But previous attempts to depict French politics realistically on TV fell short. “We have been late on French television in representing tormented, ambivalent characters in politics,” said Jean-Baptiste Delafon, one of “Baron Noir’s” screenwriters. “We either had filthy, nasty villains, or nice politicians with beautiful ideas.”

Netflix’s first French-language production, “Marseille” (2016), which attempted to create a French version of “House of Cards,” was a critical flop.

The appeal of “Baron Noir” lies in its well-balanced mix of local and national politics, according to Marjolaine Boutet, an associate professor of contemporary history at the University of Picardie Jules Verne, who specializes in television, and who compared the show with two well-known American political dramas. “It’s not as idealistic as ‘The West Wing,’ and it’s not as cynical as ‘House of Cards,’ ” she said. “It’s right in the middle.”

Although France’s recent political history has featured corruption allegations against former prime ministers and even against the former presidents Nicolas Sarkozy and Jacques Chirac, the most recent presidential campaign brought an unpredictable twist, leading the fiction of “Baron Noir” to compete with real events.

In January last year, the center-right candidate François Fillon was accused of embezzling hundreds of thousands of euros of public funds to pay his wife and his children for jobs that did not really exist. Another news report revealed that he had received expensive suits from a friend, which prompted another inquiry. Mr. Fillon, who had been seen as a favorite in the early stages of the campaign, lost in the first round of the election.

“What the Fillons’ scandal and the 2017 presidential campaign showed is that the French have had enough of corruption,” said Ms. Boutet, the historian. Although Transparency International’s latest Corruption Perceptions Index ranked France 23rd out of 176, this is behind most Western European countries.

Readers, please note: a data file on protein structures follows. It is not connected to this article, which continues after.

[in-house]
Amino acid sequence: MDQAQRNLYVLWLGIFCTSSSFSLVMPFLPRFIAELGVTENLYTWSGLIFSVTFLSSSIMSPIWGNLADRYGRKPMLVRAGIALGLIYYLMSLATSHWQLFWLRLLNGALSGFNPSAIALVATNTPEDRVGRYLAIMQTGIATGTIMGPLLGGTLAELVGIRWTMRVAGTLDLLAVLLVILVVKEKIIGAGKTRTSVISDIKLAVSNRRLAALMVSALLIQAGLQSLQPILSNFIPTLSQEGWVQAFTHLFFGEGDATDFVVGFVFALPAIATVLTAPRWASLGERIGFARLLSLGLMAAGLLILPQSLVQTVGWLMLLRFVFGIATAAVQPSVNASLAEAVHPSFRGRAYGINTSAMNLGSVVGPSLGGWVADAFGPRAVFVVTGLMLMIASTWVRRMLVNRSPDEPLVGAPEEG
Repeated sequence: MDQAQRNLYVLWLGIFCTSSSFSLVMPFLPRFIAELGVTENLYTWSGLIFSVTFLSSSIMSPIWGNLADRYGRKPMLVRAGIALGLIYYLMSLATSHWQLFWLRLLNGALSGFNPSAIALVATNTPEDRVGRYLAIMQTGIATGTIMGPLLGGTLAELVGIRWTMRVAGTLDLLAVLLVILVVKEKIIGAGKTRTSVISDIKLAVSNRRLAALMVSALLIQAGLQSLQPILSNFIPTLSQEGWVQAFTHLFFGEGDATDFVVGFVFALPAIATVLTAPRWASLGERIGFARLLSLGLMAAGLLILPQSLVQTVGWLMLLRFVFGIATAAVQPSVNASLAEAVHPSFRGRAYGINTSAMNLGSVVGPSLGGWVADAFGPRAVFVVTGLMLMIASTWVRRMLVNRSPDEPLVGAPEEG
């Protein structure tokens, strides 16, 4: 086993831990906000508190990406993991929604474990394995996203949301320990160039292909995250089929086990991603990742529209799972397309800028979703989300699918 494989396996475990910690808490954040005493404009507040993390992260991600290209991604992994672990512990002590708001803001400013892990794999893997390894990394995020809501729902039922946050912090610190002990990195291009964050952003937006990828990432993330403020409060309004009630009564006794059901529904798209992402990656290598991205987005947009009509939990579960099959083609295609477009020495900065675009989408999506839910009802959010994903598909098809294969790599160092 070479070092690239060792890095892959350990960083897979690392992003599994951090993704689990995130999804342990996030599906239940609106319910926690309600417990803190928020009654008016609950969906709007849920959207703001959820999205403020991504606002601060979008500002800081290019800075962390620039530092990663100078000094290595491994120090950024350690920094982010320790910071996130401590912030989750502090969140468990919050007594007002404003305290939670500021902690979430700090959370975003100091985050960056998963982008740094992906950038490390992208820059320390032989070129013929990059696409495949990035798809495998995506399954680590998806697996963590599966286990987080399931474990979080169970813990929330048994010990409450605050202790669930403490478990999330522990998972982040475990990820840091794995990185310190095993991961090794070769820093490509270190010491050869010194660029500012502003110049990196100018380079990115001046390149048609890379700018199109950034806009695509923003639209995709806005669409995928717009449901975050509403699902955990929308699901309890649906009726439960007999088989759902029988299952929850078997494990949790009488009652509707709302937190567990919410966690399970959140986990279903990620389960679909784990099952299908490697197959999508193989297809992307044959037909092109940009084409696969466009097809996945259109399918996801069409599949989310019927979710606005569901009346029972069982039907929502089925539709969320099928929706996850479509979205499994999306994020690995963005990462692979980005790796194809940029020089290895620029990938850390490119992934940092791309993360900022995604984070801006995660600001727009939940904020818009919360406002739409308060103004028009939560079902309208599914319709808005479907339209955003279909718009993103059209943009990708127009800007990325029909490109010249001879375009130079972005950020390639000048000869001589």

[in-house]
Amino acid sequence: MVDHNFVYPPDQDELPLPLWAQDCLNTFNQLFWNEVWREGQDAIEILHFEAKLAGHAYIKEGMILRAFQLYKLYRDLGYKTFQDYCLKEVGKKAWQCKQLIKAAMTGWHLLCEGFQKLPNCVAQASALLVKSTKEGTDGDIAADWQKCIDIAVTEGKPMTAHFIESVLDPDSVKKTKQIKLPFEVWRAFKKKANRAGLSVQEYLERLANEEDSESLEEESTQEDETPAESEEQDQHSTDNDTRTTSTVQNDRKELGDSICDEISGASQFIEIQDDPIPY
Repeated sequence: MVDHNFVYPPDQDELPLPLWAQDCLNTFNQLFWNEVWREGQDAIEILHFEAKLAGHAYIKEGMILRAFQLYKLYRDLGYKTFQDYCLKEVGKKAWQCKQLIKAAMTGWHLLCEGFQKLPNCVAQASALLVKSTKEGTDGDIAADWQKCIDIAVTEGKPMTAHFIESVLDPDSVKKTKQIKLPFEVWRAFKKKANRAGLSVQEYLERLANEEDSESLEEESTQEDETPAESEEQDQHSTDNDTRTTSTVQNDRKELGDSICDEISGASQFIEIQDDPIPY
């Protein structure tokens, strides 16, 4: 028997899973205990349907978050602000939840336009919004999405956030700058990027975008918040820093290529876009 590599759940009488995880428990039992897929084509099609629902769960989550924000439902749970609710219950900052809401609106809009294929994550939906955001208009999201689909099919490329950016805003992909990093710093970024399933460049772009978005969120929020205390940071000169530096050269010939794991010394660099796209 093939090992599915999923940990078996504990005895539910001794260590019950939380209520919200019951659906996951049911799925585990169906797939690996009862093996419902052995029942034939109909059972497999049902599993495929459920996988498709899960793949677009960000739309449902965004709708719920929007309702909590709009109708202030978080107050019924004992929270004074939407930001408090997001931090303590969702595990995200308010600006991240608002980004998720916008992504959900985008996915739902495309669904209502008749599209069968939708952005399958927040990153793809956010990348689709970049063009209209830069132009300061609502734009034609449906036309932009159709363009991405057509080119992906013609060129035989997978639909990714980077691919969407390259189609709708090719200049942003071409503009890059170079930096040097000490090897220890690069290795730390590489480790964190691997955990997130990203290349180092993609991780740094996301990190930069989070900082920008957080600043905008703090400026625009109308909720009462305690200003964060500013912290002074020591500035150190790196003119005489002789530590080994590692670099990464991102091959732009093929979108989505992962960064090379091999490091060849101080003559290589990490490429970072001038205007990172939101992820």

In “Baron Noir,” Philippe Rickwaert ends up in prison at the end of the first season, and the president has to resign because of the same scandal. “It shows that whatever you try to hide, there are consequences, because we live in a democracy that has rule of law,” Mr. Benzekri said about the path he and Mr. Delafon gave the characters.

Although corruption was one of the main themes of “Baron Noir’s” first season, the screenwriters chose to avoid it in the latest one. “Whatever we would have imagined, it would have never been as crazy as Fillon and his suits,” Mr. Benzekri said.

The show has demonstrated some imagination by making the president a woman. France has never had a female head of state.

“Amélie Dorendeu is a woman, but she is first and foremost the president, so we treated her as a president, and not as a female president,” said Mr. Benzekri, adding that by not treating gender as a key factor, he and Mr. Delafon were betting on “post-sexism.”

Ms. Mouglalis plays an austere, dignified president surrounded by often crude male advisers. Yet, in a political world filled with chauvinism, Ms. Mouglalis said that having a woman run France, even if only on television, remained a victory.

“As soon as things exist in fiction,” Ms. Mouglalis added, “society is more ready to accept them in reality.”